No to giving upHarriette Skeete is basking in the glow of pregnancy after a miscarriage earlier this year. (Picture by Sandy Pitt.)
By Sherie Holder-Olutayo | Sun, November 18, 2012 - 12:00 AM
Harriette Skeete is like most mothers after starting a family, wanting a decent gap of time between children. After enjoying her daughter Annaleyah for four years, Harriette and her husband Adrian decided it was time to expand their family.
“We came off contraception and were trying for about nine months to a year and were actively trying because we wanted more children,” Harriette said. “We didn’t expect it to happen right away, and we kind of gave ourselves about twelve months just because of the contraception.”
It was earlier this year back in March when the couple found out that their efforts did bear fruit and Harriette was pregnant.
“We were extremely elated when we got the news,” Harriette revealed. “My husband got on Facebook and told his friends – I was only seven weeks [pregnant] but he was so excited. I was glad that he was happy and was showing it in that way. I didn’t really have any fears with regard to loss even though I had a miscarriage before we had Annaleyah, so I kind of went into it pretty safe.”
Harriette said that she did have some early warning signs in terms of spotting during the first few weeks but it was nothing to be alarmed about.
“I spoke to my doctor about it and he said we would just monitor it, but everything was progressing well,” Harriette said.
“Then as soon as I hit 12 weeks, that was it – I was lying down in bed and I almost felt like a popping, a disconnect or separation occurring in my body. I don’t quite know how to explain it.
“I remember it was early in the morning; I woke up my husband and went to the bathroom and everything was just gushing and gushing blood.”
At that point Harriette and her husband were clear that she was in the process of having a miscarriage.
“I had never experienced that because when I had the miscarriage before, I was five months pregnant and had to deliver the baby, which was very hard,” she said.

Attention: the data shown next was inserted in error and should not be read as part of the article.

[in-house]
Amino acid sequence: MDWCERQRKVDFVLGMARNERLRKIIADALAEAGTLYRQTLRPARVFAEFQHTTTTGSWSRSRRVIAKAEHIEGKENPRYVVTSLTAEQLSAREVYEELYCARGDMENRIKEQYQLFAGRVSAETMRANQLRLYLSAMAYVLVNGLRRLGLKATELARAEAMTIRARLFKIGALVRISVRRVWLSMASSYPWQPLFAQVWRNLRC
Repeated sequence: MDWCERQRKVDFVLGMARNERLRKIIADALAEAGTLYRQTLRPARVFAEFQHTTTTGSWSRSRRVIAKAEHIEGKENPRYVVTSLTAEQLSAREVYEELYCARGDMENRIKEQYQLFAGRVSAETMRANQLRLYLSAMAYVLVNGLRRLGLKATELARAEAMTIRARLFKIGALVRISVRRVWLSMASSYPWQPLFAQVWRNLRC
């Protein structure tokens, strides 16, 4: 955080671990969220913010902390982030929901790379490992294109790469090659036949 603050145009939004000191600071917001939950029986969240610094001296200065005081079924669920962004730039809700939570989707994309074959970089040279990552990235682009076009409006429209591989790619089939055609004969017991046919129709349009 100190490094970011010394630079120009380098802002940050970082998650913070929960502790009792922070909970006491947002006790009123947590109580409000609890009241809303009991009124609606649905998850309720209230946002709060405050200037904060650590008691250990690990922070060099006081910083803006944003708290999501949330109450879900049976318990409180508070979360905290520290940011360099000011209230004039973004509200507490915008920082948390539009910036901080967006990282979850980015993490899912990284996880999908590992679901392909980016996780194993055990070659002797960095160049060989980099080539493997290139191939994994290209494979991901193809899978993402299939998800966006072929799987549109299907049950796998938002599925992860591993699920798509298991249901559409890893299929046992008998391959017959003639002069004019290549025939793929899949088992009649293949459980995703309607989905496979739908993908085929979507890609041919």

“They had to induce me because at that point the baby was fully formed so they had to deliver it and give me a [dilatation and curettage]. I had the labour pains and everything but we chose not to look at the baby. My husband and I gave specific instructions not to see it. I didn’t want an image in my head so we decided not to look. As traumatic as that was, this miscarriage felt more traumatic because of physically seeing this child being drained from me. There was so much blood.”
Harriette and her husband immediately went to the doctor who confirmed everything.
“It was a really emotional journey because you are there thinking, oh my God,” she said.
“After the fact we confirmed that there was nothing physically wrong with me and I heard that these things happen, but I was like, why do they always seem to happen to me?
“But we learnt from going through this situation again, even though it felt more traumatic.”
It was at that point that Harriette’s faith really came in to help her and her husband deal with their loss.
“We prayed about it and talked a lot about what happened, so I thought the healing process probably came a lot quicker even though it was more traumatic,” she said.
“My husband was great and he was really strong. He was very open about the whole process. He knows I’m a talker and for me, my healing is talking, so I felt like I got over it a lot quicker than the first one.”
Even though Harriette said she got over it, there was one incident that shocked her.
“My husband had a friend who was having a bay shower and he said, let’s go and we’ll buys some stuff,” Harriette recalled.
“But the day of the shower I just broke down and I told him I can’t go. I was imagining seeing this girl fully pregnant opening her gifts and I just started bawling and he understood. I was really shocked by those emotions but they just came out.”
Despite the miscarriage, Harriette said she and her husband never stopped trying to conceive.
“The reason we never stopped was because of our faith in God and we knew that something good would come,” she said.
“We had the example of Annaleyah, so we knew that we couldn’t stop just because of the miscarriage. We didn’t let that deter us.”
But when Harriette found out she was pregnant a few months later, she admitted to being petrified.
“I was scared,” she said.
“I cried and I didn’t cry [for] joy, I cried in fear – I thought, what happens now if I lose this baby? I spoke to my husband about it and he was really cool and calm, but I had to do a lot of praying.
“He wanted to tell people but I was like, no – absolutely not. We told people when I was about four months pregnant.”
Harriette said her biggest hurdle was coming up to the 12-week mark and once she passed that without a repeat of what happened, she was relieved.
Now at 23 weeks, Harriette has that unmistakable glow that so many expectant mothers have.
“As my faith has grown I feel a lot more okay with this pregnancy, because whatever the reason God allowed it, if only to help other people who might be going through it, I know it is for a purpose,” she said.
“So now I don’t have that fear anymore and I feel pretty good.”
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